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Bai Ethnic Minority


The Bai ethnic minority has a population of 1,594,827 (as of the year 1990), most of which live in the Bai Autonomous County, west of Yunnan Province. The rest are scattered in Sichuan, Guizhou, and Hunan provinces.   

The language of Bai belongs to the Yi branch of Zang-Mian Austronesian of the Chinese-Tibetan Phylum. They have also invented their own written characters based on the Chinese characters. The language contains a large number of Chinese words due to the Bais' long contact with the Han. Nowadays the Chinese language is the most widely used language among the Bai people.

Ancestors of the Bai nationality lived in Erhai area. Archaeological finds from the Cang'er Site and the Haimenkou Site show that the Erhai area was inhabited as early as the Neolithic Age, and artifacts of that period indicate that the people of the region used stone tools, engaged in farming, livestock rearing, fishing and hunting, and dwelt in caves. Possibly, they began to use bronze knives and swords and other metal tools about 2,000 years ago.

The people in the Erhai area developed closer ties with the Han in inland provinces in the Qin (221-207BC) and Han (206BC-220AD) dynasties. In 109BC, the Western Han Dynasty set up county administrations and moved a large number of Han people to this border area. These people brought more advanced production techniques and iron tools, contributing to the economic development of the area. The Bai aristocrats backed by the Tang (618-907) court unified the people of the Erhai area and established the Nanzhao regime of Yis and Bais.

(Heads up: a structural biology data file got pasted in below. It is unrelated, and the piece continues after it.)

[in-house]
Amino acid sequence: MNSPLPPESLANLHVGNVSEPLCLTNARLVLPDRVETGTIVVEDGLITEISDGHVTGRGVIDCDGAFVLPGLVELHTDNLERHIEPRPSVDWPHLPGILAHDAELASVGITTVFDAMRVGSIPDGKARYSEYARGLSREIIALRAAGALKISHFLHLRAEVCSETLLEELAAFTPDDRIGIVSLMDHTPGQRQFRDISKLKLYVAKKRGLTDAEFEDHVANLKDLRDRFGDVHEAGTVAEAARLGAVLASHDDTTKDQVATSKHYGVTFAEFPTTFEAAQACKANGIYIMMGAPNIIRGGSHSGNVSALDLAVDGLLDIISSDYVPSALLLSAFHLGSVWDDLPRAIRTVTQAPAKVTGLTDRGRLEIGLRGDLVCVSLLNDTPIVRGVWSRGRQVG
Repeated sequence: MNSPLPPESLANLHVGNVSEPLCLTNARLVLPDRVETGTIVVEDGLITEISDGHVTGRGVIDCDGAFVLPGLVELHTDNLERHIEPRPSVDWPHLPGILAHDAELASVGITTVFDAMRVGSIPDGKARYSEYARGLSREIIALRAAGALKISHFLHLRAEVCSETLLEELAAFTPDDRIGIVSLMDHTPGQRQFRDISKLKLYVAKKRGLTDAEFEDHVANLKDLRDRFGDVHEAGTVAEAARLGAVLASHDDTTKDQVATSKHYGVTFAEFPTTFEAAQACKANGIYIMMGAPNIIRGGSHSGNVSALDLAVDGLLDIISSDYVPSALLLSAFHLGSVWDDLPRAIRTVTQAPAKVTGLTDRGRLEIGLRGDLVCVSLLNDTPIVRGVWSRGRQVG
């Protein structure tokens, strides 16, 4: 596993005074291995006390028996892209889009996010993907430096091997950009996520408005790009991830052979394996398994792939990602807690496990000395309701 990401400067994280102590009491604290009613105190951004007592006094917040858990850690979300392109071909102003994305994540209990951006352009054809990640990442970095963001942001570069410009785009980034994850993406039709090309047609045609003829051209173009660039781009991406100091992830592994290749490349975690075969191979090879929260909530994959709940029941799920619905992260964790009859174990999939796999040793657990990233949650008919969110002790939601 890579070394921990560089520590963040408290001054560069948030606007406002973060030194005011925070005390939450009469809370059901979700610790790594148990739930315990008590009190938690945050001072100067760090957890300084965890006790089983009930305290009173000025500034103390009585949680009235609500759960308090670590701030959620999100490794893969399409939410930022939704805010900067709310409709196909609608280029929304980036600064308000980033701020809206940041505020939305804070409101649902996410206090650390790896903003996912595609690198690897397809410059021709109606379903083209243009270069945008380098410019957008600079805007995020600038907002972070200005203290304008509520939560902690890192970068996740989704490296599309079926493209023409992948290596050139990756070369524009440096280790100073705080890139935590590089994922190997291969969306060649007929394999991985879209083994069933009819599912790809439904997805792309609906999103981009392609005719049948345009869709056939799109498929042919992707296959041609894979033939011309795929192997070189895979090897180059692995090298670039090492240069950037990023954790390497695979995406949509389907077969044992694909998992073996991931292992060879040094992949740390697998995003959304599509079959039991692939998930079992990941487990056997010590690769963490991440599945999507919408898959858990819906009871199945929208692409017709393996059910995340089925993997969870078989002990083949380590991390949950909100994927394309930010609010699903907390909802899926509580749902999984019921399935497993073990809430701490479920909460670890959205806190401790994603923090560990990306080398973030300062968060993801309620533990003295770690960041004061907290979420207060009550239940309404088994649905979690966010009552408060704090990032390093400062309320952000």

In successive dynasties, they were named Baizi, Baihuo and Baini, meaning white people. In 1956, they have been formally named the Bai ethnic minority because of their worship of the white color.

The Bai ethnic group is mainly engaged in agriculture and fishery, which have achieved a high level. Over the centuries, the Bais have created a wealth of literary works reflecting their life, work, and struggles against nature and oppression, which provide important data for the study of the history of the Erhai area.

The Bais are very hospitable: they treat their guests to baked tea whenever they come to visit. Colloquially called "Three Courses of Tea", the tea is bitter in the first course, sweet in the second and most memorable after the third. In some places, they add honey and a Chinese spice into the baked tea, which leaves a lingering and refreshing mellow after taste.

The Bai people mainly believe in "Benzhu" (village god). In each village and region, the Benzhu has a different meaning attached to it. Some are referred to the God of Nature, others as national heroes, famous officers, and loyal women. A small group of them also believe in ghosts and Buddhism.

The traditional festivals of the Bai ethnic group include: the March Fair and the Torch Festival. The March Fair, which falls between March 15th and 20th of the lunar calendar, is a grand festival of the Bai ethnic group. It is celebrated every year at the foot of the Diancang Hill to the west of Dali city. It is a fair as well as an occasion for sporting contests and theatrical performances. People gather there to enjoy dances, horse racing and other games.

The Torch Festival is held on June 25. Torches are lit everywhere to usher in a bumper harvest and to bless the people with good health and fortune. Streamers bearing auspicious words are hung in doorways and at village entrances alongside the flaming torches. Villagers, holding aloft torches, walk around in the fields to drive insects away.

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